Endovascular therapy (ET) is typically not considered for patients with large baseline ischemic cores (irreversibly injured tissue). Computed tomographic perfusion (CTP) imaging may identify a subset of patients with large ischemic cores who remain at risk for significant infarct expansion and thus could still benefit from reperfusion to reduce their degree of disability 1).
DC improves cerebral hemodynamics in patients with malignant middle cerebral artery infarction, and the level of improvement is related to outcome. However, some patients did not seem to experience any additional hemodynamic benefit, suggesting that perfusion CT may play a role as a prognostic tool in patients undergoing DC after ischemic stroke 2).
Whole-brain CT Perfusion (CTP) on Day 3 after aneurysmal subarachnoid hemorrhage (aSAH) allows early and reliable identification of patients at risk for delayed ischemic neurological deficits (DIND) and tissue at risk for delayed cerebral infarction (DCI). Additional CTP investigations, guided by Transcranial Doppler sonography (TCD)-measured blood flow velocity (BFV) increase or persisting coma, do not contribute to information gain 3).
The method by which perfusion to an organ measured by CT is still a relatively new concept, although the original framework and principles were concretely laid out as early as 1980 by Leon Axel at University of California San Francisco.
It is most commonly carried out for neuroimaging using dynamic sequential scanning of a pre-selected region of the brain during the injection of a bolus of iodinated contrast material as it travels through the vasculature. Various mathematical models can then be used to process the raw temporal data to ascertain quantitative information such as rate of cerebral blood flow (CBF) following an ischemic stroke or aneurysmal subarachnoid hemorrhage. Practical CT perfusion as performed on modern CT scanners was first described by Ken Miles, Mike Hayball and Adrian Dixon from Cambridge UK and subsequently developed by many individuals including Matthias Koenig and Ernst Klotz in Germany, and later by Max Wintermark in Switzerland and Ting-Yim Lee in Ontario, Canada.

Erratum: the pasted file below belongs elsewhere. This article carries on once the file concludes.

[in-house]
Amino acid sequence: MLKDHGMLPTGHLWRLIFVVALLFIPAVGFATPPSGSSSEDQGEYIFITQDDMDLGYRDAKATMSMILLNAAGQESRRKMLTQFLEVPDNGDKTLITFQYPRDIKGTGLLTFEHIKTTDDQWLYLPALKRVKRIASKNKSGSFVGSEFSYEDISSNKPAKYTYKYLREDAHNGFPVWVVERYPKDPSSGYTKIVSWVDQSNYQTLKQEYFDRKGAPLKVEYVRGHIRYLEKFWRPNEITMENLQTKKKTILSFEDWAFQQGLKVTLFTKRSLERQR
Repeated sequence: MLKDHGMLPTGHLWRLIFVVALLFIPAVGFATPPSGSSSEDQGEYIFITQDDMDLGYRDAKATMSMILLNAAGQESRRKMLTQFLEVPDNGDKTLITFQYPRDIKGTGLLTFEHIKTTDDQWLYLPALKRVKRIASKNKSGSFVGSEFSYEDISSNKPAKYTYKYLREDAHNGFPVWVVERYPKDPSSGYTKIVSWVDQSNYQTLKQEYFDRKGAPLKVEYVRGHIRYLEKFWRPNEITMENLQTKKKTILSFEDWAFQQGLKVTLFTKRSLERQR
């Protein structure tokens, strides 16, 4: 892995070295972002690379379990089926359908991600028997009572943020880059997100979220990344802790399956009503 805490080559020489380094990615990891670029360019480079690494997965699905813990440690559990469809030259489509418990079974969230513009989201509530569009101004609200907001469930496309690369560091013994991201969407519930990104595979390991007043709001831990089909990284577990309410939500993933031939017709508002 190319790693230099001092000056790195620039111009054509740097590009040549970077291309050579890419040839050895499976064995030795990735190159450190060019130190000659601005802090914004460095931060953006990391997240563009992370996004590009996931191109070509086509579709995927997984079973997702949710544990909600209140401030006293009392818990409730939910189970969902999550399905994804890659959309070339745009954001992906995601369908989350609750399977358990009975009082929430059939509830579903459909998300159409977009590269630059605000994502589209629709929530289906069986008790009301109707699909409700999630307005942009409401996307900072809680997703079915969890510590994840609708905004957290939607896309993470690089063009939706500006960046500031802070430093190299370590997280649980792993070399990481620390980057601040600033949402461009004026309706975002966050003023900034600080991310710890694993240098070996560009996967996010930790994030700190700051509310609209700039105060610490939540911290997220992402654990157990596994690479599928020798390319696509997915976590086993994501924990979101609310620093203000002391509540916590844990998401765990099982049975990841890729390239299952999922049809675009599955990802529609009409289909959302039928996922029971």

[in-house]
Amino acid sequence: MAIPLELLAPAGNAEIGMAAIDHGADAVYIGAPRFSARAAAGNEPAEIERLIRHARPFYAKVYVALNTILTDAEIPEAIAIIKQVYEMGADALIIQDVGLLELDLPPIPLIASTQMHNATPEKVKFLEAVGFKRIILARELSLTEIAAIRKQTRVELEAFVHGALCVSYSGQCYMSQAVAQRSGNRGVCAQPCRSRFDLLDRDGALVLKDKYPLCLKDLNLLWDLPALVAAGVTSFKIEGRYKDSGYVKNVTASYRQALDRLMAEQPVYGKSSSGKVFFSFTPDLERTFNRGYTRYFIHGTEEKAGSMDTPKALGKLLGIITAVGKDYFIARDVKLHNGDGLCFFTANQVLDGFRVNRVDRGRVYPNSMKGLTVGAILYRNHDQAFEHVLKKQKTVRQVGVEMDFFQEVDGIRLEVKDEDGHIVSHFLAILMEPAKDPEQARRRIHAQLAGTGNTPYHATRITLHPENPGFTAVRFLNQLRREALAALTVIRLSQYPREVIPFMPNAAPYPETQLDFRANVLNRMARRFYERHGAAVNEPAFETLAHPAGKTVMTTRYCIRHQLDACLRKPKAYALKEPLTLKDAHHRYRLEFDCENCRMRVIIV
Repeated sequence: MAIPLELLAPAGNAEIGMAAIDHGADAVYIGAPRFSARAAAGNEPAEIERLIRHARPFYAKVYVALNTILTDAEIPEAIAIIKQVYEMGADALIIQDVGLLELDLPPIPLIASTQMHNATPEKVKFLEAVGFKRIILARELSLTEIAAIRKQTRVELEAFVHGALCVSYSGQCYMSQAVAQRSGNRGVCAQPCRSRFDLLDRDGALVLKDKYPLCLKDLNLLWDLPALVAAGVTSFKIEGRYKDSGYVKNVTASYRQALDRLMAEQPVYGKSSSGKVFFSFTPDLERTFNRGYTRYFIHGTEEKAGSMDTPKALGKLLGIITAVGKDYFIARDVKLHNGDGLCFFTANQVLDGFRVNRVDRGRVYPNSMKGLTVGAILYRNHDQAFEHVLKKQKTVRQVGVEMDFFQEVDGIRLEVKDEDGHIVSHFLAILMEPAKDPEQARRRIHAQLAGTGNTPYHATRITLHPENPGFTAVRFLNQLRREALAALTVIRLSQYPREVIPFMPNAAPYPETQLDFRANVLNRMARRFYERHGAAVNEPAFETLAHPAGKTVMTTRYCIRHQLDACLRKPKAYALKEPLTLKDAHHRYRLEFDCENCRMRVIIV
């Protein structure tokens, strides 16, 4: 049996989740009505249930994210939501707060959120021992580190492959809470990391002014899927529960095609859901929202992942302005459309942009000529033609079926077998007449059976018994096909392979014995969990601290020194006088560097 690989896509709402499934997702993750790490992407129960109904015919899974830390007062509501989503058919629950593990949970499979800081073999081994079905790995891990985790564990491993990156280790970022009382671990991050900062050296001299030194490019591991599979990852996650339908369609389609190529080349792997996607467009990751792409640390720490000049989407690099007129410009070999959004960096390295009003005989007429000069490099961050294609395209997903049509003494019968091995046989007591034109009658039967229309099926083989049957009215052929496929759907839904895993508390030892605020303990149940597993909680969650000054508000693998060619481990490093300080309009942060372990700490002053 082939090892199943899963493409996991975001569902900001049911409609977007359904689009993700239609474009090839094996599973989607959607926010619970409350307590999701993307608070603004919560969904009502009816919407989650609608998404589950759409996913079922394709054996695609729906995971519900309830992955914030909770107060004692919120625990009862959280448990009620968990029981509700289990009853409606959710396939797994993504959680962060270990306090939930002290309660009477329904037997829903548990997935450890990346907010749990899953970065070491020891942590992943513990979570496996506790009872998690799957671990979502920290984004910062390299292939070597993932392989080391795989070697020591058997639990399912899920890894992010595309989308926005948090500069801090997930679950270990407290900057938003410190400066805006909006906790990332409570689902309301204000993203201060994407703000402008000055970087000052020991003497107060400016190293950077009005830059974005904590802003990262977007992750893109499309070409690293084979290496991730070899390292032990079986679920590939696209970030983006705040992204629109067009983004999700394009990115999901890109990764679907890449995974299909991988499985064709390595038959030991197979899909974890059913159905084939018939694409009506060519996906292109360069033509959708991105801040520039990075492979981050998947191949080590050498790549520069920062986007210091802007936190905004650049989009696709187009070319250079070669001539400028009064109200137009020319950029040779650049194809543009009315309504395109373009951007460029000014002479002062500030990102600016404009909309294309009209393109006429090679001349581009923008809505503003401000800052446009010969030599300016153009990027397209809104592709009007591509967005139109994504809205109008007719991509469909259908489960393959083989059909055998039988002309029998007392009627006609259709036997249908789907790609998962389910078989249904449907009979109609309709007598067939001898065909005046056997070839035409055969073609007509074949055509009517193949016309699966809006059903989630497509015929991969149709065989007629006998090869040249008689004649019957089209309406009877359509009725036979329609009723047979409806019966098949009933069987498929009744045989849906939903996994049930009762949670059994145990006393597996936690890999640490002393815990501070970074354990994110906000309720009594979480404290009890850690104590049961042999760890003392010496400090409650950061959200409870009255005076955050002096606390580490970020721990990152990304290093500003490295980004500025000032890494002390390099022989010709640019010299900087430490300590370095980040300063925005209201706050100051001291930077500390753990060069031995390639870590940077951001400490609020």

Tracer delay-sensitive perfusion algorithms in CT perfusion (CTP) result in an overestimation of the extent of ischemia in thromboembolic stroke. In diagnosing delayed cerebral ischemia (DCI) after aneurysmal subarachnoid hemorrhage (aSAH), delayed arrival of contrast due to vasospasm may also overestimate the extent of ischemia.
The increase in perfusion that was observed might partially be responsible for improved clinical outcome following decompressive craniectomy for major stroke. The predictive value of perfusion CT on outcome needs to be evaluated in larger trials 4).